But I have to know everything about something before I jump in. Or in my case, wade in and gradually test the waters.

It’s just how I’m wired. I think it’s the OCD aspect of my ADHD. Others with ADHD are the risk takers and make decisions immediately. It’s been said that I can’t make a decision to save my life  (which is untrue. In life and death situations the obsessive part of me shuts down and I rely on instinct).

Anyway, this was supposed to be about cars. So I narrowed my search down to two makes, Ford Mustang and Mini Cooper. These two were then narrowed down to two specific cars on the same lot, both 2007. The Mustang was a black deluxe with white hood stripes and 75,000 miles and the Mini Cooper was the S, turbo model with 84,000 miles. Same price.

I test drove both. The Mini seemed like a better driving experience, but the engine was covered with oil, which concerned me, and they had to jumpstart it because the battery needed replacement. Because of that, the radio didn’t work. But the interior was cool otherwise.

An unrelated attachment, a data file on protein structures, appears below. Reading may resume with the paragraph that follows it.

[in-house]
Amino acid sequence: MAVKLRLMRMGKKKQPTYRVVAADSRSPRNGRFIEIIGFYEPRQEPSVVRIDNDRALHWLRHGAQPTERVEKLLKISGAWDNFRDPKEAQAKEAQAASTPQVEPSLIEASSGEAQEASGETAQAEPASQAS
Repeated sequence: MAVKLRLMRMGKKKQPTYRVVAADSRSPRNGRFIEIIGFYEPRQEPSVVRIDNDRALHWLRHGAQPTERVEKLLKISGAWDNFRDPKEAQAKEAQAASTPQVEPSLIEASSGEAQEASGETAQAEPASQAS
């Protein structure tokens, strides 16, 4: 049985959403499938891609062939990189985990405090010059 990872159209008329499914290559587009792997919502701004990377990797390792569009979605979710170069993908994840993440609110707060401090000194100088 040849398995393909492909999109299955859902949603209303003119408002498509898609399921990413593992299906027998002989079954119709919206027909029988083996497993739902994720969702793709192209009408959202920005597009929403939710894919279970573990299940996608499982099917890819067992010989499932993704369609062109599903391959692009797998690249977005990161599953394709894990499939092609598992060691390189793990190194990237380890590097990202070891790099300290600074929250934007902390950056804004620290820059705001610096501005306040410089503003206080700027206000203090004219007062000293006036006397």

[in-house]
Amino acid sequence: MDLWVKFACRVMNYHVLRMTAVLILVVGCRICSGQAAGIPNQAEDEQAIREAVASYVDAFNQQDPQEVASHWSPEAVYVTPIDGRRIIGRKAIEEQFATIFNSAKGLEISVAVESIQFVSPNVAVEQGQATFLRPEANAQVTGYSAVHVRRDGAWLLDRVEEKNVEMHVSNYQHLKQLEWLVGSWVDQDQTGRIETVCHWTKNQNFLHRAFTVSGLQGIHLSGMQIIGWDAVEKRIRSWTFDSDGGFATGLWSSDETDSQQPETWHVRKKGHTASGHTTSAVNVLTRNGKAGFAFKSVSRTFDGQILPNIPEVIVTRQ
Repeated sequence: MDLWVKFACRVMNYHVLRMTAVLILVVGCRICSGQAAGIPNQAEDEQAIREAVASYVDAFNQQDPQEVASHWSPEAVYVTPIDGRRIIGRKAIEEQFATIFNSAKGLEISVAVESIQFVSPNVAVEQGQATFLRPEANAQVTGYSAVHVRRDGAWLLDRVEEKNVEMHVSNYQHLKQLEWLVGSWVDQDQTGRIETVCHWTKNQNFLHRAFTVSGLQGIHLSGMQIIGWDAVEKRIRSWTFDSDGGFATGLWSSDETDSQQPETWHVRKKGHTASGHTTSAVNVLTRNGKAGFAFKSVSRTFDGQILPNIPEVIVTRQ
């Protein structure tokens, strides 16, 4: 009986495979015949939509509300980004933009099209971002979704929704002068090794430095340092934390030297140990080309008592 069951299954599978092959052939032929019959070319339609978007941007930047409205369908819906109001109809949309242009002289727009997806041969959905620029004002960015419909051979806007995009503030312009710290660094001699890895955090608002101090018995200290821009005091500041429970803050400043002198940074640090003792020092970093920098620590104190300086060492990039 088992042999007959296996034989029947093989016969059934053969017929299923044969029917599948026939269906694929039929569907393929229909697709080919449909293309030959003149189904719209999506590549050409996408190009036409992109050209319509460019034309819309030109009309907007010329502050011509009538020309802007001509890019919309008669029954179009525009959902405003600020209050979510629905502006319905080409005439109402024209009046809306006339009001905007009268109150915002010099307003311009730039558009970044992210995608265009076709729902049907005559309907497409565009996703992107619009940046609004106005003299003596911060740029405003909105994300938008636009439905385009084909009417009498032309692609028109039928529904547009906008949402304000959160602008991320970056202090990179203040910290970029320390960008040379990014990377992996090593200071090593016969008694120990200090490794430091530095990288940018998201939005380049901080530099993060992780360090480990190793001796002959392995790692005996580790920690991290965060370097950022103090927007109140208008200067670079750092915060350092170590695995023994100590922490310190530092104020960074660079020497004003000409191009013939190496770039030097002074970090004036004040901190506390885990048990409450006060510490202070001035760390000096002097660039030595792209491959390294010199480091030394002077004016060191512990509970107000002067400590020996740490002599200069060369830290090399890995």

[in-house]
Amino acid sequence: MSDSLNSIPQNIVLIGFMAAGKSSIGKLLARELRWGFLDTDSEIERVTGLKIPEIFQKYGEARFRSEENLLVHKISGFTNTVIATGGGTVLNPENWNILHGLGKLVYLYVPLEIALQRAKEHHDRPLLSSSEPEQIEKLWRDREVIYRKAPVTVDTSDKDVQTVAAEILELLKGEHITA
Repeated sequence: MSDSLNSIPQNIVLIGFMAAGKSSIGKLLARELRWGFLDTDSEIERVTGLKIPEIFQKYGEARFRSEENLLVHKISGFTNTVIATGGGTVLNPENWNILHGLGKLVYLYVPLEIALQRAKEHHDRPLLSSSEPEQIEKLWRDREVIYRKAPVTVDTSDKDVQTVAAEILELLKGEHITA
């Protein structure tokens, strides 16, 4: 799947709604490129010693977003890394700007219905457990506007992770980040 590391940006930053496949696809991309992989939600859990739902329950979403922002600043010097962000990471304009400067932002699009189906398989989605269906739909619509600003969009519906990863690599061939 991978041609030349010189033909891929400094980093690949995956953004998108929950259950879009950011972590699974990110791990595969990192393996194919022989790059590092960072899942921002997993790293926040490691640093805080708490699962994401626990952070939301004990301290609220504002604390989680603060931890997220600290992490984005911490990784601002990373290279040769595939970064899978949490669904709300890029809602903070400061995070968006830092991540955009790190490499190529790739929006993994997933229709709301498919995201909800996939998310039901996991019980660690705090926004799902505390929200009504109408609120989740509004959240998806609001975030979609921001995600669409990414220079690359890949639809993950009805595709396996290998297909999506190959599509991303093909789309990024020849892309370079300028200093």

Whereas the Mustang’s interior seemed dated. And although it had a new clutch, the shifting just didn’t seem as smooth as the Mini.

So I made a chart of pros and cons. Doesn’t everyone? In the end, it turned out there were more pros for the Mini than the Mustang and surprisingly, the Mini was actually the faster of the two in the quarter mile and the Mini had a top speed nearly 20 mph faster. 

But talk maintenance costs and the Mustang wins, because Mini turbos are notoriously expensive when parts start to go and they suffer from carbon buildup that can be costly as well to clean.

So it came down to the Mustang, my childhood dream, a car that still turned heads when I test drove it, or the Mini which was fun to zip around in city traffic, would be smaller and easier to park downtown, and gets much better gas mileage.